Initiative improves tools to count homeless youth in California

October 12, 2015

cardboard houseHow many young people are homeless in California? 

This question propelled the We Count, California! team to conduct a two-year technical assistance project to help communities across California obtain a better estimate of how many children and young adults experience homelessness at a single point-in-time in California. 

The initiative, led by Associate Professor Colette “Coco” Auerswald, published a new report in September: We Count, California!: Lessons Learned from Efforts to Improve Youth Inclusion in California’s 2015 Point-in-Time Counts. The report highlights promising practices for counting unaccompanied minors and young adults experiencing homelessness and reports the latest figures from communities’ 2015 Point-In-Time (PIT) counts across the state.

“Without data, youth are invisible to policy makers and do not get the resources they deserve,” says Auerswald. “We are hoping that by sharing tools for counting to all communities we can support improved youth inclusion over time all over the state. We are slowly seeing changes in federal policy and increased openness in communities to adapting counting methods to be more developmentally appropriate.”

In California’s 2015 PIT count, 11,365 children and youth were counted as “unsheltered, unaccompanied,” i.e., found to be residing places not meant for human habitation—such as cars, busses, parks, abandoned buildings, or train stations. Young adults between the ages of 18 and 24 made up the vast majority of this count at 10,532. This number has increased by 8 percent since 2013 and by 87 percent since 2011. There are also substantial numbers of unaccompanied minors identified each year. This year, 834 unaccompanied minors were found to be living unsheltered across California.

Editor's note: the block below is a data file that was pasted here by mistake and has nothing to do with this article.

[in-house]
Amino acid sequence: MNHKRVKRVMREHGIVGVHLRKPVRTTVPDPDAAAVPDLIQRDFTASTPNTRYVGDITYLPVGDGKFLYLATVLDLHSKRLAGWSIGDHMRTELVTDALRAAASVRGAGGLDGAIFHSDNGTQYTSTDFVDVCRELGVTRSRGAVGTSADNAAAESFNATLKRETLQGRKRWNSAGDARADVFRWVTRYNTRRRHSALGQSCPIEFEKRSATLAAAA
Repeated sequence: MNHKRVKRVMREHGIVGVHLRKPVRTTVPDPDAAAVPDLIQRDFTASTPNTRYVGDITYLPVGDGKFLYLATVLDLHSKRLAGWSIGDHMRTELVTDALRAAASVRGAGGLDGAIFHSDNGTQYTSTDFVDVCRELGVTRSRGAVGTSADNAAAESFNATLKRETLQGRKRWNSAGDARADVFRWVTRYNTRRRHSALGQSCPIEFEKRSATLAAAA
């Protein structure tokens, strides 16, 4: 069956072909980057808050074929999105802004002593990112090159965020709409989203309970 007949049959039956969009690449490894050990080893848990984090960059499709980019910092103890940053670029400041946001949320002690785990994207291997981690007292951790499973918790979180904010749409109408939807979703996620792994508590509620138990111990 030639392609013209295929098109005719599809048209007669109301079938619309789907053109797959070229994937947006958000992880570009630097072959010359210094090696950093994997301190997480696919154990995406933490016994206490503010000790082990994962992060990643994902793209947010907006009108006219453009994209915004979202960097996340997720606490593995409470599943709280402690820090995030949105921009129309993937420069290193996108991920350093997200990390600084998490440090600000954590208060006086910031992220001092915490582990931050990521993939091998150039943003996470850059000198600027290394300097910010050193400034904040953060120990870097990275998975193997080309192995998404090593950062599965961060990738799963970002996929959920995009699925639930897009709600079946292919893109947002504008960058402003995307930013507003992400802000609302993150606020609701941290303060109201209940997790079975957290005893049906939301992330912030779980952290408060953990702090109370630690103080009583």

“That this many unsheltered, unaccompanied children and youth were found to be residing in a place not meant for human habitation on one night in California is shocking,” says Auerswald. “But it is even more shocking that this number is no doubt a vast undercount, given that many counties counted no homeless minors and/or fewer than 50 homeless young adults, numbers that defy common sense.”

Auerswald hopes that communities can build on the training they received from participating in We Count, California! In order to further increase youth inclusion in the 2016 and 2017 PIT counts.

Referring to the federal goal to end youth homelessness by 2020, she says, “There is a window of opportunity to address youth homeless in our country. It won't be open forever.”

We Count, California! is a collaboration between the California Homeless Youth Project (CHYP) of the California State Library and the UC Berkeley School of Public Health’s Innovations for Youth (I4Y). The initiative seeks to support communities statewide—and eventually nationwide—in improving youth inclusion in their PIT counts with training, and standardized survey tools that can be employed across the state and adapted to each community, with the overall goal of fostering policies that will increase access to federal funding to better serve homeless youth.

Coauthors of this report were Jessica Lin MPH '10 and Laura Petry MSW '14 both with I4Y at the UC Berkeley School of Public Health, and Shahera Hyatt, executive director of CHYP. The project was funded by the California Wellness Foundation.

By Jasmin M. Huynh

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